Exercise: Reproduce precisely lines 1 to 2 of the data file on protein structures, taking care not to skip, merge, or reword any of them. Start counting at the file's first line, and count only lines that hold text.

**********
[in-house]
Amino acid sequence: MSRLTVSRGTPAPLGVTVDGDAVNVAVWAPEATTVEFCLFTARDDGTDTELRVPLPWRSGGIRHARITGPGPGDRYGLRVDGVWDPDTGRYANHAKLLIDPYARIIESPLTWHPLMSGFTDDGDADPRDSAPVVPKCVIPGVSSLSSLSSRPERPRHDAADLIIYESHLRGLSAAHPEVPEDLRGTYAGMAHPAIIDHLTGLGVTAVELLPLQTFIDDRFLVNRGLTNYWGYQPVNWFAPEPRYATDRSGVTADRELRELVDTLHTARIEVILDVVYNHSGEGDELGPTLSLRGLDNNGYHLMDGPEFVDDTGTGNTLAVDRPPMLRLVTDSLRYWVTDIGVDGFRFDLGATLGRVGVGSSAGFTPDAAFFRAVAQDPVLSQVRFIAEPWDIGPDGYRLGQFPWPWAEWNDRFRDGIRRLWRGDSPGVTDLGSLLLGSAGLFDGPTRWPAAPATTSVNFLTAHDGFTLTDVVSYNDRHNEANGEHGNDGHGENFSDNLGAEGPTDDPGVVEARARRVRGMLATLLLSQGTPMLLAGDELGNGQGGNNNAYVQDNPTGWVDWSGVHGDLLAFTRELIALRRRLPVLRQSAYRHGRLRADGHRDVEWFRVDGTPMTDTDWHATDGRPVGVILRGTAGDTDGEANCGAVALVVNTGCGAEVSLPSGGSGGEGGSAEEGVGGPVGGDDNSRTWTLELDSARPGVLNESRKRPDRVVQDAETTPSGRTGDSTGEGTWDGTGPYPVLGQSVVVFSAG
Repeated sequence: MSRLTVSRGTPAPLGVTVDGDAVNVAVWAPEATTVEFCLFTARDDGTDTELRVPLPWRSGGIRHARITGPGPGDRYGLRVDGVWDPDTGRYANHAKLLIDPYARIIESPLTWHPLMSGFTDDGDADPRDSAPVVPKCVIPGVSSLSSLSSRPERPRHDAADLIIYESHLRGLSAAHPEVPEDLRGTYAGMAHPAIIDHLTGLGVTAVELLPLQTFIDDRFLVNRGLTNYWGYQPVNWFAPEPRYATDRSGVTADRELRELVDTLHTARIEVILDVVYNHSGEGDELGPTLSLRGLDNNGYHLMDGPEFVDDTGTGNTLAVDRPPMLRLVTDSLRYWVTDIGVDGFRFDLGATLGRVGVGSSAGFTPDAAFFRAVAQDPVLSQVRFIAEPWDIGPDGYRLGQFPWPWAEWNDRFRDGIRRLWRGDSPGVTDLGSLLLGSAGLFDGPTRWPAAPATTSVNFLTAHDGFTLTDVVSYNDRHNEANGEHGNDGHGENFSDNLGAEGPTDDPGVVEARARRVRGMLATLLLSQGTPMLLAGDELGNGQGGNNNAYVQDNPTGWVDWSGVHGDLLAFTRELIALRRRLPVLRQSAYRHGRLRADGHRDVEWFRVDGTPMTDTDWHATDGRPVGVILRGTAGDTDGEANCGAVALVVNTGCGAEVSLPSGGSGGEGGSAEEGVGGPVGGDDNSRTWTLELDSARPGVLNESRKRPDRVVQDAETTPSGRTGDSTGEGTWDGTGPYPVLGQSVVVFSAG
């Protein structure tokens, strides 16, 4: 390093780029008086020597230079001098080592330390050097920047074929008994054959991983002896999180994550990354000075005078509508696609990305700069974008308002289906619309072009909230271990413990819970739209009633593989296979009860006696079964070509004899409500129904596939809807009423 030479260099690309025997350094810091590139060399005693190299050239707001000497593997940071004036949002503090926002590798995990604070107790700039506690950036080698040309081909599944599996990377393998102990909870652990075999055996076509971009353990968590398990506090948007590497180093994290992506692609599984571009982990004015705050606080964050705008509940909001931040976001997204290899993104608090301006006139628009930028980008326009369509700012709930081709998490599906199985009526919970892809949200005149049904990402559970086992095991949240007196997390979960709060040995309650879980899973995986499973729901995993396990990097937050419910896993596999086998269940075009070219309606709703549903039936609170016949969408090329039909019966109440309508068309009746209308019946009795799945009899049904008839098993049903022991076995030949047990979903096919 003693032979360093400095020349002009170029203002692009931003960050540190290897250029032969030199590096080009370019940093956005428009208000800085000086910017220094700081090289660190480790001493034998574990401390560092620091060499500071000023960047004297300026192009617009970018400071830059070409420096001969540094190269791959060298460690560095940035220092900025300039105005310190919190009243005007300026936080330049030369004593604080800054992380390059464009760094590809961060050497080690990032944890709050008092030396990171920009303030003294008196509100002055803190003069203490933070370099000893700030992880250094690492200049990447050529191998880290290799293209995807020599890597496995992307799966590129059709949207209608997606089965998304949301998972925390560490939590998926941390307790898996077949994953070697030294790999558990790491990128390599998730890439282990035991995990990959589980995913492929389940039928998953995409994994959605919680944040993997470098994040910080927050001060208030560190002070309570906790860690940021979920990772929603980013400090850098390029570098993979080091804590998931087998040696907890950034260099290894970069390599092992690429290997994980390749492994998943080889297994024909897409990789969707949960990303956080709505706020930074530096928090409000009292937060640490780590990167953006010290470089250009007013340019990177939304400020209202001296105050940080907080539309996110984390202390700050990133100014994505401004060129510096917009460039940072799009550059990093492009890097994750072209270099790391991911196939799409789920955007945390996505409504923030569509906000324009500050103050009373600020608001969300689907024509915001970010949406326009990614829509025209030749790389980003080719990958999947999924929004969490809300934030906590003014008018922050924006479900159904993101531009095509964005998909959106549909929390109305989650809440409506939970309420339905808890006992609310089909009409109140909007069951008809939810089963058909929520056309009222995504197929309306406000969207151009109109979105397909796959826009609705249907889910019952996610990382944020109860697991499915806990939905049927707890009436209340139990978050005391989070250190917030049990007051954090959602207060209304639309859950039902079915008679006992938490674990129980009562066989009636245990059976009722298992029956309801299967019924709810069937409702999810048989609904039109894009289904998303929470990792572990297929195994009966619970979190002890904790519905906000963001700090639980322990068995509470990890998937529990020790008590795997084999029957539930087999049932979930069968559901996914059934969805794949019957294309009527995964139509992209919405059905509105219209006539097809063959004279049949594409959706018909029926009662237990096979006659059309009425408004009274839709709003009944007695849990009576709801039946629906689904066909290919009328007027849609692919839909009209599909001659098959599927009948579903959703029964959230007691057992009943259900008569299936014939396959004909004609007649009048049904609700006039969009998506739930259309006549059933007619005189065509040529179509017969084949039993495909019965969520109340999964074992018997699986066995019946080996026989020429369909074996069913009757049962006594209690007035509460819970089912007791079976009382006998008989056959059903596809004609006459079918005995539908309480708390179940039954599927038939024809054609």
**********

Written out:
[in-house]
Amino acid sequence: MSRLTVSRGTPAPLGVTVDGDAVNVAVWAPEATTVEFCLFTARDDGTDTELRVPLPWRSGGIRHARITGPGPGDRYGLRVDGVWDPDTGRYANHAKLLIDPYARIIESPLTWHPLMSGFTDDGDADPRDSAPVVPKCVIPGVSSLSSLSSRPERPRHDAADLIIYESHLRGLSAAHPEVPEDLRGTYAGMAHPAIIDHLTGLGVTAVELLPLQTFIDDRFLVNRGLTNYWGYQPVNWFAPEPRYATDRSGVTADRELRELVDTLHTARIEVILDVVYNHSGEGDELGPTLSLRGLDNNGYHLMDGPEFVDDTGTGNTLAVDRPPMLRLVTDSLRYWVTDIGVDGFRFDLGATLGRVGVGSSAGFTPDAAFFRAVAQDPVLSQVRFIAEPWDIGPDGYRLGQFPWPWAEWNDRFRDGIRRLWRGDSPGVTDLGSLLLGSAGLFDGPTRWPAAPATTSVNFLTAHDGFTLTDVVSYNDRHNEANGEHGNDGHGENFSDNLGAEGPTDDPGVVEARARRVRGMLATLLLSQGTPMLLAGDELGNGQGGNNNAYVQDNPTGWVDWSGVHGDLLAFTRELIALRRRLPVLRQSAYRHGRLRADGHRDVEWFRVDGTPMTDTDWHATDGRPVGVILRGTAGDTDGEANCGAVALVVNTGCGAEVSLPSGGSGGEGGSAEEGVGGPVGGDDNSRTWTLELDSARPGVLNESRKRPDRVVQDAETTPSGRTGDSTGEGTWDGTGPYPVLGQSVVVFSAG